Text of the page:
Tag Archives: fungi

The forest adorns itself and me.

black locust

In the middle of Saturday’s graduation party, Pippin and I wandered through a gate into the vegetable garden and soon found ourselves sitting in two chairs that seemed to have been set there just for us introverts, who were perhaps unconsciously following the advice given to introverts as to strategies for party-going.

After the weekend was over and we were both in our separate towns and homes again, in “recovery mode,” it was amusing how we found ourselves still together, after a fashion.

I was sifting through my pictures and notes on my phone and looking through my Weeds of the West, the book Pippin had mentioned when I asked her about a weed growing in her own vegetable garden. I was only a few pages away from finding it when on my computer a message popped up from her with a photograph of that very page.

Great Hound’s Tongue

It is Common Hound’s Tongue, Cynoglossum officinale, or “gypsyflower,” which she said she always pulls out before it makes its terrible stickery burrs — and this very minute, when I looked for photos of them online, I realized that these are the burrs which one September I noticed looked like Mrs. Tiggy Winkle! It’s also the same genus as beautiful wildflowers like the Great Hound’s Tongue I saw in Oregon eight years ago.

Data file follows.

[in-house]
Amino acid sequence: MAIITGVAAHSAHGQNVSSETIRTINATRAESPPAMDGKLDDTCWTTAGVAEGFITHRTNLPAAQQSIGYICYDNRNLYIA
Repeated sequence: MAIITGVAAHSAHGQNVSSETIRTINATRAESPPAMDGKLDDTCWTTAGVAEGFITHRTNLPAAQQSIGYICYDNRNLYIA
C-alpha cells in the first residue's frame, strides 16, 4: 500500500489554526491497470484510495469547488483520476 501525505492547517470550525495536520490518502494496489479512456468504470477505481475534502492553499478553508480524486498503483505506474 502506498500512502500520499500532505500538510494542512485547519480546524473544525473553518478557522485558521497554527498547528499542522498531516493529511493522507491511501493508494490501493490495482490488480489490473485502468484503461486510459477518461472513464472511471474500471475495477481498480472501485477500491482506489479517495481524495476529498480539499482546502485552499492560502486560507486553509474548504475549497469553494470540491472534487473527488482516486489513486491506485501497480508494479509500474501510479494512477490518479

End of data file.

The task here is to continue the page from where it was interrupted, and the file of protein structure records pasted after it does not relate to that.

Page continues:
There is also another photo of hound’s tongue in my files that I think might be Pippin’s work, because it comes from her neck of the woods and I don’t remember taking it:

If that weed in Pippin’s garden looks strangely familiar to those of you who have been reading my last several blog posts…. That’s because hound’s tongue is in the Boraginaceae Family! Yep, it’s closely related to borage. Well, well.

The first full day I spent at Pippin’s, we took a picnic to the lake before working in the garden. There we also found some plants to look into further. There was a white flowering bush my daughter told me was a ceanothus called Mountain Whitethorn, though its flowers can be blue or pink.  We saw a recumbent berry that Pippin identified yesterday as a Dewberry, a name that echoes in my mind from the distant past.

And we all stopped to look at a lovely wild rose,
until Scout in his bare feet ran into some red ants, and from then on we didn’t linger.

wild ginger
merely mud

Back when we’d arrived for our picnic, before we had even got fully out of the parking lot above the lake path, we were hit by the scent of black locust trees in bloom — so delicious. And because a couple of my readers have told me that the flower petals are edible, we all tried them. They were a little dry and bland compared to pineapple guava petals, in case anyone is interested. 🙂

Right under the boughs of those trees Scout spied what he called “Botany Brooch,” and which I knew as the annoying sticky weed or catchweed, Galium aparine. But if you need a very temporary natural-looking piece of adornment, it lives up to its other nickname of “velcro plant,” and requires no difficult clasp to attach it, even after it  has wilted, which happens fast.